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As you are busy networking – trying to build your business – keep the following article, by Abigail Dougherty, in mind.Abigail


The Bottom Line

Every business owner I know has a keen sense of their business bottom line. Is the business profitable, or not? If not, most owners have ideas to improve the business’s bottom line in the future. 

As you are busy networking – trying to build your business – keep the following article, by Abigail Dougherty in mind.


The Front Line

The front line is seldom as keenly managed. Most businesses define “front line” too narrowly as the first point of human contact. Front line actually includes every contact point a customer has with the business; from the moment the phones are answered, live or mechanically, all the way through the transaction, including service long after the original transaction is completed.


We recently dealt with two front line employees in a local store with markedly different results. One took the stance that our issue was outside the policy. He could not help us and we could take our business (and 13 years of customer loyalty) elsewhere. The second person explained why we were told “no,” then took the time to negotiate a win-win solution. The second person generated a huge sale and kept loyal customers happy. Sadly, the first person was the store manager. The helpful employee was a subordinate who took the initiative to seek a solution outside the policy to resolve the issue.


Tools for the Front Line

The best way to lose customers is to have rigid customer support policies that allow no initiative from your employees. Unless you have a truly unique product or service, it’s imperative that your customers believe they are being treated as individuals and someone is ready to listen and help them.


New hires do not belong in a front line role. They need to be shown, as well as trained, on the broad view and the details of who, what, why, how, and when of your products, services, your ideal clients, and your competition.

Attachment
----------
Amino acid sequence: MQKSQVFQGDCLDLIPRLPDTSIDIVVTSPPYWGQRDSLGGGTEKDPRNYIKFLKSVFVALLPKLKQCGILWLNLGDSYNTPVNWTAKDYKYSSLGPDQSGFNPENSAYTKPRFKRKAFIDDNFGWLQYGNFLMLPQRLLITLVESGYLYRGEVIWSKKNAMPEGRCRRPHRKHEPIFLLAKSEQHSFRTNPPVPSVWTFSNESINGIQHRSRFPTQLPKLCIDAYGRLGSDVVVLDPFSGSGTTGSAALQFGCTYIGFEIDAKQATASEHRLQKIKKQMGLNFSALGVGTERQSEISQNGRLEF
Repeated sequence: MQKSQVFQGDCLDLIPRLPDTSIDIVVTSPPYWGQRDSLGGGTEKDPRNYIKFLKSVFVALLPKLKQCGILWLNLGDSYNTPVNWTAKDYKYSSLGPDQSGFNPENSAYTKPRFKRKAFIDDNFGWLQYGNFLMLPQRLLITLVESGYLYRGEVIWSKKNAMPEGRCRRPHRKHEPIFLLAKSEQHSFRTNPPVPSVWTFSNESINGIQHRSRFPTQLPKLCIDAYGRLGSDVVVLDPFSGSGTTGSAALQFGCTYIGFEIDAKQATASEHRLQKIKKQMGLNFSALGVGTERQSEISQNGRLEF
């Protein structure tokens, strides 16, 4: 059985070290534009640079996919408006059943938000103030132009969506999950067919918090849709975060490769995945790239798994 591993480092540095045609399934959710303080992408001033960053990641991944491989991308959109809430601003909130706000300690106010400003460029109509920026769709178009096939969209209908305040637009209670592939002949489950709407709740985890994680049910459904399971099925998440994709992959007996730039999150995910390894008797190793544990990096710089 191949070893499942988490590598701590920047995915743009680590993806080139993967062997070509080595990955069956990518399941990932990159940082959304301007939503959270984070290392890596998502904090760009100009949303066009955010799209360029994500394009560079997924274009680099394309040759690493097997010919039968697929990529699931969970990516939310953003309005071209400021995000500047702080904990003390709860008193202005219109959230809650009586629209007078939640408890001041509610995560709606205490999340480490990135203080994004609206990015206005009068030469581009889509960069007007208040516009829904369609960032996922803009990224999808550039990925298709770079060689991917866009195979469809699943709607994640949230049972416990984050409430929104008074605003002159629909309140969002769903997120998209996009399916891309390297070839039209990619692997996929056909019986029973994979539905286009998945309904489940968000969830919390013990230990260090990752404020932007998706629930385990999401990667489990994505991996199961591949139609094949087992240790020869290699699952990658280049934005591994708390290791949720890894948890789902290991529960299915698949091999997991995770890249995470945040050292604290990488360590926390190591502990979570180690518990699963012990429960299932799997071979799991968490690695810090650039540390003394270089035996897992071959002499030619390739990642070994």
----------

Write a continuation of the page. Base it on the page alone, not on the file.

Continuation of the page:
Experienced employees need to be armed with options and examples of prior customer solutions. It’s worth the time to send regular “win” messages to your entire team spotlighting challenging customer issues and the creative solutions to resolve them.


Make it a team effort. Use your collective resources, solicit, and then reward contributions for customer satisfaction from your entire team. You will probably be surprised how creative your staff is, when given the opportunity to contribute.


The Front Line Drives the Bottom Line

More than 70% of all buying decisions are driven by referral marketing, or word of mouth. Happy customers are your best sales staff. Happy employees who understand, believe, and can share success stories about your business are essential to creating happy customers.


Years ago I was the “right-hand assistant” for a funeral director/mortician. My job definition was one line: Help him do his work. One of my regular tasks was to write up, proof, and print the memorial cards for each visitation and funeral. It was better to have extras left over than to run out. I soon learned that most people have a circle of about 250 others who know and or care about them. We printed 250 memorial cards for most services and usually had only a few left over. This was pre-social media; today 6,000 appears to be the accepted reach for our circle of influence.


It’s human nature to share bad news more readily than good news. A happy customer will tell several friends, especially soon after they’ve done business with you. An unhappy customer tells everyone they speak to about their experience and will remember the story for years to come when your business name comes up, or even when the discussion turns to the same industry. Unhappy customers never forget and seldom forgive.


We are blessed with two eyes. As business people that means we keep one on the front line and the other on the bottom line.


Abigail DoughertyStraight Edge Solutions


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